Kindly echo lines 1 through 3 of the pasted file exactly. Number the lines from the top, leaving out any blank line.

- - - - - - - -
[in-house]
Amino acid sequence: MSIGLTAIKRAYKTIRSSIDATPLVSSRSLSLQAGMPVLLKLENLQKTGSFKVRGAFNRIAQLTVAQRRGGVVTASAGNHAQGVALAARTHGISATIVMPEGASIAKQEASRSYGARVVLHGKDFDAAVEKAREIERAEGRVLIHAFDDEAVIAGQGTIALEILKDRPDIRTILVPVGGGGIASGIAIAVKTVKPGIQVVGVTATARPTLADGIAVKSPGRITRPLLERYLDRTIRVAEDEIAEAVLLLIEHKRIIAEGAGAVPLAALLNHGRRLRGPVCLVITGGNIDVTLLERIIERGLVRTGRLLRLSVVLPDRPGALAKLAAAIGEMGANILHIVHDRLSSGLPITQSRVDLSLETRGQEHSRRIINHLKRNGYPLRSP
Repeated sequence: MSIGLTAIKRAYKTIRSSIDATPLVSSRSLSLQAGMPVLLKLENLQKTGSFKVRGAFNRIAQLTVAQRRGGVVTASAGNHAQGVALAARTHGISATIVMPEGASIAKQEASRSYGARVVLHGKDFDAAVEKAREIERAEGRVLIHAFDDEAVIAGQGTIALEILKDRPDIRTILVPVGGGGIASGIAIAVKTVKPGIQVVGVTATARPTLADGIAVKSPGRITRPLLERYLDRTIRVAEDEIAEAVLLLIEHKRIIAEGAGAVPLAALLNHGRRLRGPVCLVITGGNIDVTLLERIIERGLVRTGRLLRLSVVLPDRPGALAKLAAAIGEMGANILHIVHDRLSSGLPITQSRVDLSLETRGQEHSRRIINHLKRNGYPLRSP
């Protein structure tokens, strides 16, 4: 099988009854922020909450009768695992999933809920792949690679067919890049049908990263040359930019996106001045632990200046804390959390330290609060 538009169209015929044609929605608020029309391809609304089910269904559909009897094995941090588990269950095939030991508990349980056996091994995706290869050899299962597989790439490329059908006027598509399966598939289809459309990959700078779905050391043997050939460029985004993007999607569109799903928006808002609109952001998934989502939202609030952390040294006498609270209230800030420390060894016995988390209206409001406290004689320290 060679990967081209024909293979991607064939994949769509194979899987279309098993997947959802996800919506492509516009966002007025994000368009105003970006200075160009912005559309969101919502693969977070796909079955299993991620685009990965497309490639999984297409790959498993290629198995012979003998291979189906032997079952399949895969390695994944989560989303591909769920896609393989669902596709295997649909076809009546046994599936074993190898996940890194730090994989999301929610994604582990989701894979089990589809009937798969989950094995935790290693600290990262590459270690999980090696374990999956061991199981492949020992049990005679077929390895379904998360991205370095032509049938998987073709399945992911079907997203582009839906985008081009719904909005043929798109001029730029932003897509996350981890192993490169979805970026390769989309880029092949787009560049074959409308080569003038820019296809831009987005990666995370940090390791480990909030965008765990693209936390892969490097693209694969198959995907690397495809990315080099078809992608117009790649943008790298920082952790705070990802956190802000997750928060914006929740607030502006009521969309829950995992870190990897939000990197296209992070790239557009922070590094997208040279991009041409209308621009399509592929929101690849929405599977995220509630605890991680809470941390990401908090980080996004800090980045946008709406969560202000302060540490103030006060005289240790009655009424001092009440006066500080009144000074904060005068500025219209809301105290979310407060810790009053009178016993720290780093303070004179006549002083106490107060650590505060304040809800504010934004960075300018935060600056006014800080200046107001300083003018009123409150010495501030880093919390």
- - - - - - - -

[in-house]
Amino acid sequence: MSIGLTAIKRAYKTIRSSIDATPLVSSRSLSLQAGMPVLLKLENLQKTGSFKVRGAFNRIAQLTVAQRRGGVVTASAGNHAQGVALAARTHGISATIVMPEGASIAKQEASRSYGARVVLHGKDFDAAVEKAREIERAEGRVLIHAFDDEAVIAGQGTIALEILKDRPDIRTILVPVGGGGIASGIAIAVKTVKPGIQVVGVTATARPTLADGIAVKSPGRITRPLLERYLDRTIRVAEDEIAEAVLLLIEHKRIIAEGAGAVPLAALLNHGRRLRGPVCLVITGGNIDVTLLERIIERGLVRTGRLLRLSVVLPDRPGALAKLAAAIGEMGANILHIVHDRLSSGLPITQSRVDLSLETRGQEHSRRIINHLKRNGYPLRSP
Repeated sequence: MSIGLTAIKRAYKTIRSSIDATPLVSSRSLSLQAGMPVLLKLENLQKTGSFKVRGAFNRIAQLTVAQRRGGVVTASAGNHAQGVALAARTHGISATIVMPEGASIAKQEASRSYGARVVLHGKDFDAAVEKAREIERAEGRVLIHAFDDEAVIAGQGTIALEILKDRPDIRTILVPVGGGGIASGIAIAVKTVKPGIQVVGVTATARPTLADGIAVKSPGRITRPLLERYLDRTIRVAEDEIAEAVLLLIEHKRIIAEGAGAVPLAALLNHGRRLRGPVCLVITGGNIDVTLLERIIERGLVRTGRLLRLSVVLPDRPGALAKLAAAIGEMGANILHIVHDRLSSGLPITQSRVDLSLETRGQEHSRRIINHLKRNGYPLRSP